Finding Normal

    Every so often things seem ‘normal’. I thankfully have periods now without it. Sometimes, I forget. When it comes though, it comes rushing back and over me and I suddenly am aware what it felt like only minutes earlier to not have it with me.

     It is during those times I am tempted to just put it away. Tuck it safely in the back of my mind and go about my life as though my husband awaits at home with a welcomed hug or kiss for me, an attentive inquiry as to how my day was, asks the children about their day, sharing too his challenges and triumphs. We might plan our weekend, discuss the weather, laugh, and eat dinner, sharing the mundane aspects of daily living. Go about figuring out finances, visiting our careers, encouraging each other; possibly even disagreeing. Maybe we’d get the kids on track for homework and bed, and then share privately one on one time, just he and I. Time to dream together and replenish one another, talk about how the kids are doing; and in my dream, quietly pray together.

     For many, many women, it is a nightmare that unfolds regularly. They, too, go about their daily living. They start working on an exciting project, or have dinner with friends, watch the children’s sports, or even sit at a light in the car like I just did and for a short time they, too, forget. Only when it comes back their anticipation of what awaits them is more apt to be uncertainty as to his mood, trying to figure out how to fly under the radar to avoid his wrath, keeping the kids quiet and the pets out and dinner exactly the way he likes it at the right time and if the phone rings hoping he doesn’t grab it and throw it across the room. Making sure the house is clean and the dishes are done, and his shirts folded correctly and everything is the way he likes it. It never is.

     There is little conversation during a meal because everyone is afraid to say the wrong thing; say anything that might begin the tirade of which she is always the cause, according to him. The only exchange in the room is that of fear. It is a war of which no one outside the walls knows. One where the enemy changes face and tactics and is expert at luring its prey. Even on quiet nights, when it looks like he’s in an agreeable mood, the fear lies just below the surface that it will only be one thing that triggers the free fall. That is what it feels like. Falling with nothing recognizable to grab hold of, no support in sight; never knowing how far, where, or how injured you’ll be at the end.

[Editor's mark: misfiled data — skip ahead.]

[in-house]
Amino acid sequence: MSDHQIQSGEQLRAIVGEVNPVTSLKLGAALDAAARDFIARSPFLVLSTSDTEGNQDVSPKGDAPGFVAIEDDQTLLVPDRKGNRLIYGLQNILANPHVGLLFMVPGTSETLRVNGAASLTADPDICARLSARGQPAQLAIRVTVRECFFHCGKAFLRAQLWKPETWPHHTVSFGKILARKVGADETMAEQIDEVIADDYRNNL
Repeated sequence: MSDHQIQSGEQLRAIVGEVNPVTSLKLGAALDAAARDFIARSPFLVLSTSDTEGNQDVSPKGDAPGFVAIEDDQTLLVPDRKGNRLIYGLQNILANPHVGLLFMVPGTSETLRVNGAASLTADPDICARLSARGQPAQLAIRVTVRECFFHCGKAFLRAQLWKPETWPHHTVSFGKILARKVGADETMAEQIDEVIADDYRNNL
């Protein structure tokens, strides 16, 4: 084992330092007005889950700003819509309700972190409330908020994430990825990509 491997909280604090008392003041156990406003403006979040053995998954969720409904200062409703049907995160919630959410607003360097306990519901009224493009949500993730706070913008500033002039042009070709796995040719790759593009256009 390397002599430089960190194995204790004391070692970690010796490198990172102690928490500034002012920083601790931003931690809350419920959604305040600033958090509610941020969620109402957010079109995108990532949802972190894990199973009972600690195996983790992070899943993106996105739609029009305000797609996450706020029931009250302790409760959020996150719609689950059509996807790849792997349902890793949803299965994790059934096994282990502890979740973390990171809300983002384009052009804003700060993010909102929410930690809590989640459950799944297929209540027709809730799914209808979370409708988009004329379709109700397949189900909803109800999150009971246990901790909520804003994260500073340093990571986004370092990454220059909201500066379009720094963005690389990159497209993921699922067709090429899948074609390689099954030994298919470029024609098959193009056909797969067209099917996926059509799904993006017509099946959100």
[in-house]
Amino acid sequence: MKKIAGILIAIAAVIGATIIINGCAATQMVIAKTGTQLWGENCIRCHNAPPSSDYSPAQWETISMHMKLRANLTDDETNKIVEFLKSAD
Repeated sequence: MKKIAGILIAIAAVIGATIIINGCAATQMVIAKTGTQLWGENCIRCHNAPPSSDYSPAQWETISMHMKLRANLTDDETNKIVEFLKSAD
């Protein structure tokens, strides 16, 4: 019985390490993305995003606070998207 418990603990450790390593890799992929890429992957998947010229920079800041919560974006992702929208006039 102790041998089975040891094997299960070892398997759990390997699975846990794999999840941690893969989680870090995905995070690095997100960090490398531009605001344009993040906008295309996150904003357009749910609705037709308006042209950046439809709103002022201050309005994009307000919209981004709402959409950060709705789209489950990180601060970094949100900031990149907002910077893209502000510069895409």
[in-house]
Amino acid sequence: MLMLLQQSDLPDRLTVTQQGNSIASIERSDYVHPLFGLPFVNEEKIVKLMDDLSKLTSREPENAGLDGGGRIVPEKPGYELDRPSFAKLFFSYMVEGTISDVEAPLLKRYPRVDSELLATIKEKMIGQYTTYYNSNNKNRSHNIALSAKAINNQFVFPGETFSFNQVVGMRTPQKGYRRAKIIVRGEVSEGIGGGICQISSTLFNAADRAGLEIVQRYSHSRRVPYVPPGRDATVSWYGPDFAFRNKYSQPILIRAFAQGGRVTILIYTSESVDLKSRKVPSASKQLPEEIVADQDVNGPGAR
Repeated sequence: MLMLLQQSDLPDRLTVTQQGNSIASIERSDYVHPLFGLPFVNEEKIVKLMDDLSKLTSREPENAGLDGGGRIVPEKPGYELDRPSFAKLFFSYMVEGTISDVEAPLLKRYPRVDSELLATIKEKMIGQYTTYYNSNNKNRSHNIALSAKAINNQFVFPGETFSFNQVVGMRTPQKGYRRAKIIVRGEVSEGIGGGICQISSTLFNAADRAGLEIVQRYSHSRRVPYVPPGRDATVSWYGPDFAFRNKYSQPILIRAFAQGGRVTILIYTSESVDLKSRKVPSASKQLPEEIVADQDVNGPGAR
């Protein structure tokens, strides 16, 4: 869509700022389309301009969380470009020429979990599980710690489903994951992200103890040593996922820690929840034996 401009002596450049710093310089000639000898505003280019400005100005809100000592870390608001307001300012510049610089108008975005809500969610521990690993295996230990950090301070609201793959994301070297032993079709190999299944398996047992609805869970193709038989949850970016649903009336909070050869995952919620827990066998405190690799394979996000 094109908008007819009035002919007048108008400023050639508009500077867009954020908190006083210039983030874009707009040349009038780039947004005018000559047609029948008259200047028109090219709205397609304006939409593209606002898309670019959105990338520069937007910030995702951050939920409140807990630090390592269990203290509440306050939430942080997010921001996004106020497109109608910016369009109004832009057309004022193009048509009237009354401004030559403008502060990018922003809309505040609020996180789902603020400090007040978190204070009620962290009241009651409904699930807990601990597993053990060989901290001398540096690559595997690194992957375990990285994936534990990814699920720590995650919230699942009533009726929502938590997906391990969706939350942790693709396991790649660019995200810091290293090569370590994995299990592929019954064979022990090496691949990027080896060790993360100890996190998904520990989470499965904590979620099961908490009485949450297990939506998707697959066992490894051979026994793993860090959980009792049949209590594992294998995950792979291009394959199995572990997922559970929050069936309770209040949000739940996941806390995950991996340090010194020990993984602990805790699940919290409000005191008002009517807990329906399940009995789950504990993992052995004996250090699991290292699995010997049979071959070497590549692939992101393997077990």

To remember that. To remember how I tried to create and maintain a life without insanity as the main attraction, curiously expecting him to graciously exit, with not the first bit of evidence leading me to believe that possible. I cannot forget living in it. I cannot forget how it ended. I may have a dream finally, but I can’t just clean up the dirty details, hide them away in a box and leave someone else to their own insanity, pain, isolation, hopelessness; leaving their children to that fate as well. It suddenly seems very clear I can’t profess to be a Christian while quietly abandoning my story. So here I am….again.

“As I have loved you, so you must love one another. By this everyone will know that you are my disciples, if you love one another.” John 13:34-35

About Lisette d. Johnson

Murder-Suicide Survivor, Mom, Writer, Speaker, Serial Volunteer in the Intimate Partner Violence and Sexual Assault Arena, Entrepreneur, &amp Friend. I survived, my kids survived, and I am here to tell the story.
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